As Sheperd Doeleman, assistant director of the Haystack Observatory at Massachusetts Institute of Technology (MIT), said of black holes: "It's an exit door from our universe. You walk through that door, you're not coming back."
As the most extreme object predict by Einstein's theory of gravity, supermassive black holes are the places in space where, according to Doeleman, "gravity completely goes haywire and crushes an enormous mass into an incredibly close space."
To create the EHT array, the scientists linked together radio dishes in Hawaii, Arizona, and California. The combined power of the EHT means that it can see details 2,000 times finer than what's visible to the Hubble Space Telescope.
These radio dishes were then trained on M87, a galaxy some 50 million light years from the Milky Way in the Virgo Cluster, and Sagittarius A* to study the event horizons at their cores.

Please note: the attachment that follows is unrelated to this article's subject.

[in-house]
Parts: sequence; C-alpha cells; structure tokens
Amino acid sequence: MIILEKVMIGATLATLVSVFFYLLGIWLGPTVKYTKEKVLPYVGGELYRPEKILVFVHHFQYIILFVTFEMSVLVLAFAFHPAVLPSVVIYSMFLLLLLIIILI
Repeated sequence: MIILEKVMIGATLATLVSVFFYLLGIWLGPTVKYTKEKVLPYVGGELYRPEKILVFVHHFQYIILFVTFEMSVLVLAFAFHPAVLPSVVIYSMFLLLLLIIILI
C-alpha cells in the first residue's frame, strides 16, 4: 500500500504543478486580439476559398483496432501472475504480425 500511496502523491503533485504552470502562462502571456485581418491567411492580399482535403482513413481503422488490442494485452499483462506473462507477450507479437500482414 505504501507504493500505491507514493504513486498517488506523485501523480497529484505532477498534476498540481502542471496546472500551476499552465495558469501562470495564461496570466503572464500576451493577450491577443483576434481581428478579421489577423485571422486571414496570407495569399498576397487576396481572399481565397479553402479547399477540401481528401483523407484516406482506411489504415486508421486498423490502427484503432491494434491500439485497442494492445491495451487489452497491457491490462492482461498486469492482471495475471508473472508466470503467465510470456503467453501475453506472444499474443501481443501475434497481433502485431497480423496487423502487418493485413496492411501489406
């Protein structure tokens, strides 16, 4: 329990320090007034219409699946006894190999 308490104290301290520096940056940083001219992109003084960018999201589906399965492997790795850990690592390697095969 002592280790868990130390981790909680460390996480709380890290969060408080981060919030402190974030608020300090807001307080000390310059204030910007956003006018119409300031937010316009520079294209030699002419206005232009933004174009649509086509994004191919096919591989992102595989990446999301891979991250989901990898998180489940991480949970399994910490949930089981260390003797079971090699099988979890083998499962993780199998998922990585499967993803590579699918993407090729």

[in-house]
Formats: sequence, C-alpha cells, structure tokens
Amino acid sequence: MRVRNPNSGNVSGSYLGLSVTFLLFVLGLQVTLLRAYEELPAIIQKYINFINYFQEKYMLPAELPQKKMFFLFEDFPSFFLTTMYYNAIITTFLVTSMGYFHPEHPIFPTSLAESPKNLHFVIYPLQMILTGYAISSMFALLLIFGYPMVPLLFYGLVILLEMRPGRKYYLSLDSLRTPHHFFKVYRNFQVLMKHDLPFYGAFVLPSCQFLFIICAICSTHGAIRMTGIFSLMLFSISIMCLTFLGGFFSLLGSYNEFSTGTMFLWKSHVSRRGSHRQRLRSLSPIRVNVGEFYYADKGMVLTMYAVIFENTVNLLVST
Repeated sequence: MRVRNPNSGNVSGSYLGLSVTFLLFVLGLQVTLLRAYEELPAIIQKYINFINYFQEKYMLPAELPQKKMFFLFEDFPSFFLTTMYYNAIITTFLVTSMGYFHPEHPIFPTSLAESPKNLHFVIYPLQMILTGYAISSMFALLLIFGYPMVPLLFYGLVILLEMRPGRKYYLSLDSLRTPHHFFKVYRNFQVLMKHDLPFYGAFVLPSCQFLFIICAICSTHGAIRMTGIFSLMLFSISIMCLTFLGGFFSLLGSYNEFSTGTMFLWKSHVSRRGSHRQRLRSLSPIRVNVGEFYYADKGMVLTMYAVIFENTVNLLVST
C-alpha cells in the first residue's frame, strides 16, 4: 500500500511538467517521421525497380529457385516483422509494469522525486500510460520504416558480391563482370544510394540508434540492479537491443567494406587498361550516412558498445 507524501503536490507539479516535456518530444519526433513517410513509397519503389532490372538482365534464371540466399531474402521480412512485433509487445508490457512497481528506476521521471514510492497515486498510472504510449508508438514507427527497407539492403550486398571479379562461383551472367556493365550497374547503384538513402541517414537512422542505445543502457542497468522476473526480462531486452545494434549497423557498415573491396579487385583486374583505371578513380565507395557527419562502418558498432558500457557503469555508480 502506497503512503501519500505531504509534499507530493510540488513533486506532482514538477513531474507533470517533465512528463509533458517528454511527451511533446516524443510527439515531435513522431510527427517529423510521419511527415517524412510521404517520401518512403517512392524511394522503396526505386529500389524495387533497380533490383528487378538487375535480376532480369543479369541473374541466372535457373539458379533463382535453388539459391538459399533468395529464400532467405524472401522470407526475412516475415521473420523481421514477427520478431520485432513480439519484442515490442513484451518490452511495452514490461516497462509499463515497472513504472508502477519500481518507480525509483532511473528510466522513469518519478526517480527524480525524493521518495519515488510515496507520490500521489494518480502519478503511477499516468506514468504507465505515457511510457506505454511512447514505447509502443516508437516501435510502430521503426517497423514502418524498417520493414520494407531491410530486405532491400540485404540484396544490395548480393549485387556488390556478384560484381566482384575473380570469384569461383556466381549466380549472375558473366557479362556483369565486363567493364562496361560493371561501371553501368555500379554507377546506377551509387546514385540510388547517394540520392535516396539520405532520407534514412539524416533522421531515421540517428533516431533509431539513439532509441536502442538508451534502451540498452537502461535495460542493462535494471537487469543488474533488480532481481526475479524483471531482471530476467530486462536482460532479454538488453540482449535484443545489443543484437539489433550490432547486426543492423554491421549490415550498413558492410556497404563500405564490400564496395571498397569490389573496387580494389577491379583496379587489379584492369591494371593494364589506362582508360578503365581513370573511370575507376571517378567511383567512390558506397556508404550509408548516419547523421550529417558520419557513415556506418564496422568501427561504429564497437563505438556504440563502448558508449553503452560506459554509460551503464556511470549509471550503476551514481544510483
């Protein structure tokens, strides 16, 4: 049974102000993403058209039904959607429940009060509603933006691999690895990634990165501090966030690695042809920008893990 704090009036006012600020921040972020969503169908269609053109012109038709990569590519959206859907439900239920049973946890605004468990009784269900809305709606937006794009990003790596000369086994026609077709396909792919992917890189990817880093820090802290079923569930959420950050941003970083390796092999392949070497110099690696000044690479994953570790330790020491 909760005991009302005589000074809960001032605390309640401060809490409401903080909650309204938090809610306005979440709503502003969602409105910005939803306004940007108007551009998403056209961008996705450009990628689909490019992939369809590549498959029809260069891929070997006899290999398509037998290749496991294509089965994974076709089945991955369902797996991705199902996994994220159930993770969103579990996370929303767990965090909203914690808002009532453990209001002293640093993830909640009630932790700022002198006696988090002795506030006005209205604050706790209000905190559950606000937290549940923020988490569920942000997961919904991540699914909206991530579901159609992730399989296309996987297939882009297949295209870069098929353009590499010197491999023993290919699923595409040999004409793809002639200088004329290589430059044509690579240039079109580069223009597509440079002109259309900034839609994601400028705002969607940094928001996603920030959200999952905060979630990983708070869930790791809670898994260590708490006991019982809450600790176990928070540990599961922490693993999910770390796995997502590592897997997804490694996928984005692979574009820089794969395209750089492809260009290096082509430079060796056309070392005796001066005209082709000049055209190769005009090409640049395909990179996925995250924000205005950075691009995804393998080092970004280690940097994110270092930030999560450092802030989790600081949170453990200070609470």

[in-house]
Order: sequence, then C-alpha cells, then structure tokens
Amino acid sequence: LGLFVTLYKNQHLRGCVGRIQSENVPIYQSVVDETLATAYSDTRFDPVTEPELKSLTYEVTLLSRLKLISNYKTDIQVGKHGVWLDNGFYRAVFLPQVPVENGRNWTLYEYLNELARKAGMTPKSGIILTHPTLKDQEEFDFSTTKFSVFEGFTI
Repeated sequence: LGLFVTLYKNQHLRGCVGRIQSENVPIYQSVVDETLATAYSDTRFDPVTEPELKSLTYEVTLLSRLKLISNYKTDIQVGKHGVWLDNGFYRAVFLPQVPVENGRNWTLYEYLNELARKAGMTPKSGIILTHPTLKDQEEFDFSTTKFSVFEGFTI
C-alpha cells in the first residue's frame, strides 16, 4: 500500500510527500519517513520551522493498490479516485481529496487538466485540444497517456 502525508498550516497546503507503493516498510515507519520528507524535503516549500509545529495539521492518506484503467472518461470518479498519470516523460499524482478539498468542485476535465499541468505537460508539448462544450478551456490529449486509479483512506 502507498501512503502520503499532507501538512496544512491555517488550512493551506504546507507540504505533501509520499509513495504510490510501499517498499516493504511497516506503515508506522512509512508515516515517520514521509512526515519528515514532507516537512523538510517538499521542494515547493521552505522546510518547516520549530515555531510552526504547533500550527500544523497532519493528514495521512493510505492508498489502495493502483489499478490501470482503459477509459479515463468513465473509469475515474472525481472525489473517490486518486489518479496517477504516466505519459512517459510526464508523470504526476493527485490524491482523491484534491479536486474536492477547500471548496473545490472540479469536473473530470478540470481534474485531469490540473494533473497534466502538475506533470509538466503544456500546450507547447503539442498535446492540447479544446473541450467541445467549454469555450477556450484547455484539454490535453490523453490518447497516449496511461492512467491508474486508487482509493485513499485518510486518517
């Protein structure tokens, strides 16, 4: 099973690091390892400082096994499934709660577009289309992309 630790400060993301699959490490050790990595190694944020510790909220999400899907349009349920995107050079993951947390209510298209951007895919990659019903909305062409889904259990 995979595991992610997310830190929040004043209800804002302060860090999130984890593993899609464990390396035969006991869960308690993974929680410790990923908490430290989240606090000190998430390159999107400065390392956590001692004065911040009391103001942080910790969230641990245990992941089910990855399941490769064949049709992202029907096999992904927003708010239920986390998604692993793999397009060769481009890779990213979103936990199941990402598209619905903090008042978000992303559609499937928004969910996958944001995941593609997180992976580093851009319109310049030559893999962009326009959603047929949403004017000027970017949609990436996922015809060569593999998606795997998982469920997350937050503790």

Other instruments have been able to observe and measure the effects of a black hole on stars, planets, and light. But so far, no one has ever actually seen the Milky Way's Supermassive black hole.
According to David Rabanus, instruments manager for ALMA: "There is no telescope available which can resolve such a small radius," he said. "It's a very high-mass black hole, but that mass is concentrated in a very, very small region."
Doeleman's research focuses on studying super massive black holes with sufficient resolution to directly observe the event horizon. To do this his group assembles global networks of telescopes that observe at mm wavelengths to create an Earth-size virtual telescope using the technique of Very Long Baseline Interferometry (VLBI).